Seriously, when Ash fought Sabrina’s Kadabra in episode 22: Abra and the Psychic Showdown, that was probably the first point in the whole series where I genuinely felt there was a legitimate threat in Ash’s journey to be the best. The first time I was like “Dang bro! There is NO WAY he can beat this thing. I can’t wait to see how he pulls it off.” (Technically he never did, which was kind off a letdown.) So imagine my excitement when I saw that the card representation of said Pokemon had it’s own deal breaking move. Here is one that isn’t even that hard to get. This is an uncommon card that you get two of just by buying a Sabrina Starter Deck. What’s better is that Sabrina’s Abra can be evolved right away and have its extremely effective attack ready with one psychic energy. Life Drain has a 50-50 shot of bringing your opponent’s Pokemon down to 10 HP in a single attack. And it isn’t affected by opponents with resistance against Psychic, which may likely be present if you’re facing any normal type Pokemon. If you’re up against a heavy hitter with 70+ HP, with a little luck this could be a game changer. Then you evolve to Sabrina’s Alakazam to finish the job.
Neo Generation: Unown
Another fundamental rule of the Pokemon card game was that you could have up to four Pokemon of the same name in one deck. This worked excellently with the Unown, because each of them had its own unique Pokemon Power. Here was an instance in which you had lower level Pokemon that, alone, wouldn’t seem like much of a threat, but together become an almost impenetrable force. The four Unown I used were the following: A, whose ability increased every Unown’s Hidden Power attack with every damage counter on him; I, which could summon another Unown still in my deck onto the field; Q, giving me a 50-50 shot of avoiding every single attack onto any Unown every turn; And X, with the potential to give my Hidden Power attack an unlimited amount of damage, dependent on how lucky I am. If all of these abilities are in play at once, I cannot tell you how frustrated my opponents will get.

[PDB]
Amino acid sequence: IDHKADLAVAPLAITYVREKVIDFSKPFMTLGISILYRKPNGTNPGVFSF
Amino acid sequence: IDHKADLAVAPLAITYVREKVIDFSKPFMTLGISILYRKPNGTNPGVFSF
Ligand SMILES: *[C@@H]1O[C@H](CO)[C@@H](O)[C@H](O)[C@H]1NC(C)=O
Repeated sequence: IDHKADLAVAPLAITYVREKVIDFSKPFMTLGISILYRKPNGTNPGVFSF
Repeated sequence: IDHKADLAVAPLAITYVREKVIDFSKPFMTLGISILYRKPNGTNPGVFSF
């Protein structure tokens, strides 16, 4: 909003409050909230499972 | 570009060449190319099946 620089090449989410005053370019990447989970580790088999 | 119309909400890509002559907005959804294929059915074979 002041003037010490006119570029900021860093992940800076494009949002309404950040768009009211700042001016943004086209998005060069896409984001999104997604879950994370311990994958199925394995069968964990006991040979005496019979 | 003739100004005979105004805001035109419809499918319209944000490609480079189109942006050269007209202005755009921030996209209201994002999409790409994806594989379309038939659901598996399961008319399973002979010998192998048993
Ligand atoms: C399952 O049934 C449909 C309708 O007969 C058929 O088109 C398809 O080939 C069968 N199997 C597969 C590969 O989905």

EX Generation: Deoxys
This was just about the last generation of Pokemon Cards I invested in, but boy was it a crazy one. Deoxys was one of those cards of a Legendary Pokemon that actually lived up to its title as a Legendary Pokemon. Its Poke-Power (the successor to Pokemon Power in later generations), Form Change, worked surprisingly a lot like how the Pokemon itself changed forms in the game and in the movie, Destiny Deoxys. I was able to switch out my Deoxys on the field with any of its other three forms in my deck at any time. I would start off in his Defense Form to trickle my enemy down little by little while keeping my HP up, then when my opponent was weak enough, switch out to his Attack Form to deliver the final blow. If the defending Pokemon had a resistance against Psychic or some other special effect in play that would negate my damage, than I could switch to Speed Form and use Swift to bypass my opponent’s defenses. And with all the separate forms safe in my deck, my opponent would be hard pressed to predict my next attack.
My career as a Pokemon Card Trader ended not long after that, but boy was it fun while it lasted, and that’s really all that mattered to me. I couldn’t care about being the best, especially in a situation where masters are genuinely determined on how much money you are willing to depart with. But how about you guys? Any particular cards, elements, or strategies you found most effective? Leave a comment and let me know. In the mean time, I have some weird Egyptian guy challenging me to a children’s card game for the fate of the world.
Card images courtesy of PokeBeach.com